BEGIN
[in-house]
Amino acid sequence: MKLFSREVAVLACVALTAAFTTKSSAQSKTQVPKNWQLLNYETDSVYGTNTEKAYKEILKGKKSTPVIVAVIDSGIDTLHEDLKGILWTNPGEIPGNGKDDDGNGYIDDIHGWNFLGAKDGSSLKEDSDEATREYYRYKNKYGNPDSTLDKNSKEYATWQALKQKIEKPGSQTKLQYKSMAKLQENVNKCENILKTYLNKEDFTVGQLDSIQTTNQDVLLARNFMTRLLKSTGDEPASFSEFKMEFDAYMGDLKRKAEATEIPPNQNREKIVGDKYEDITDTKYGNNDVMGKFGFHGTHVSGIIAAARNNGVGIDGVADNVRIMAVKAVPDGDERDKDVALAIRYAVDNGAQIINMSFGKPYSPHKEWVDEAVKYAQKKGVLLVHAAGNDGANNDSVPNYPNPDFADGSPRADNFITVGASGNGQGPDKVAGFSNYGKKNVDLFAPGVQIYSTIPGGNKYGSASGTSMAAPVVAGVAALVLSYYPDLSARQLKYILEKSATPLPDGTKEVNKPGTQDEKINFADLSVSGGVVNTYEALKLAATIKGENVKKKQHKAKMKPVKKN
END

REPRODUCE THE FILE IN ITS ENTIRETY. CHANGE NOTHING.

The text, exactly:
[in-house]
Amino acid sequence: MKLFSREVAVLACVALTAAFTTKSSAQSKTQVPKNWQLLNYETDSVYGTNTEKAYKEILKGKKSTPVIVAVIDSGIDTLHEDLKGILWTNPGEIPGNGKDDDGNGYIDDIHGWNFLGAKDGSSLKEDSDEATREYYRYKNKYGNPDSTLDKNSKEYATWQALKQKIEKPGSQTKLQYKSMAKLQENVNKCENILKTYLNKEDFTVGQLDSIQTTNQDVLLARNFMTRLLKSTGDEPASFSEFKMEFDAYMGDLKRKAEATEIPPNQNREKIVGDKYEDITDTKYGNNDVMGKFGFHGTHVSGIIAAARNNGVGIDGVADNVRIMAVKAVPDGDERDKDVALAIRYAVDNGAQIINMSFGKPYSPHKEWVDEAVKYAQKKGVLLVHAAGNDGANNDSVPNYPNPDFADGSPRADNFITVGASGNGQGPDKVAGFSNYGKKNVDLFAPGVQIYSTIPGGNKYGSASGTSMAAPVVAGVAALVLSYYPDLSARQLKYILEKSATPLPDGTKEVNKPGTQDEKINFADLSVSGGVVNTYEALKLAATIKGENVKKKQHKAKMKPVKKN